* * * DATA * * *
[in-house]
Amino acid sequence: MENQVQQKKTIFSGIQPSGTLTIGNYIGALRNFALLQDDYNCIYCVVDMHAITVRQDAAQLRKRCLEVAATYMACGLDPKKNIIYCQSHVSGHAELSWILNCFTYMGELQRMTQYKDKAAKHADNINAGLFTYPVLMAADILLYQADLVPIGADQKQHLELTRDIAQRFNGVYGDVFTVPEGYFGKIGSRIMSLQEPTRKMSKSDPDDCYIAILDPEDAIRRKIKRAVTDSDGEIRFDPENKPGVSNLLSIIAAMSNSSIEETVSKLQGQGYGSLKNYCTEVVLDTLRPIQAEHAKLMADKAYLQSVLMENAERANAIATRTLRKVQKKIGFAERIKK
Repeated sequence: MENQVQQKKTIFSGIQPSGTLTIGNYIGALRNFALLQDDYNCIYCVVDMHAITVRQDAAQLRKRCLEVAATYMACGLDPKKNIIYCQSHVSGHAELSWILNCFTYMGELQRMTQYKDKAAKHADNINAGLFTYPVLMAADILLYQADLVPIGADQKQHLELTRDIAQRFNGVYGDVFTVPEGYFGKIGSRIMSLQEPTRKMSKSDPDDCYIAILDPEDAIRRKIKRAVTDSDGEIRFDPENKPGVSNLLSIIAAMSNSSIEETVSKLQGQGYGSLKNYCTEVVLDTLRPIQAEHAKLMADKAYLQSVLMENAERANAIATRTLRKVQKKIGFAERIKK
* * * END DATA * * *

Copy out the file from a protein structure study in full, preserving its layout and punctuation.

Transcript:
[in-house]
Amino acid sequence: MENQVQQKKTIFSGIQPSGTLTIGNYIGALRNFALLQDDYNCIYCVVDMHAITVRQDAAQLRKRCLEVAATYMACGLDPKKNIIYCQSHVSGHAELSWILNCFTYMGELQRMTQYKDKAAKHADNINAGLFTYPVLMAADILLYQADLVPIGADQKQHLELTRDIAQRFNGVYGDVFTVPEGYFGKIGSRIMSLQEPTRKMSKSDPDDCYIAILDPEDAIRRKIKRAVTDSDGEIRFDPENKPGVSNLLSIIAAMSNSSIEETVSKLQGQGYGSLKNYCTEVVLDTLRPIQAEHAKLMADKAYLQSVLMENAERANAIATRTLRKVQKKIGFAERIKK
Repeated sequence: MENQVQQKKTIFSGIQPSGTLTIGNYIGALRNFALLQDDYNCIYCVVDMHAITVRQDAAQLRKRCLEVAATYMACGLDPKKNIIYCQSHVSGHAELSWILNCFTYMGELQRMTQYKDKAAKHADNINAGLFTYPVLMAADILLYQADLVPIGADQKQHLELTRDIAQRFNGVYGDVFTVPEGYFGKIGSRIMSLQEPTRKMSKSDPDDCYIAILDPEDAIRRKIKRAVTDSDGEIRFDPENKPGVSNLLSIIAAMSNSSIEETVSKLQGQGYGSLKNYCTEVVLDTLRPIQAEHAKLMADKAYLQSVLMENAERANAIATRTLRKVQKKIGFAERIKK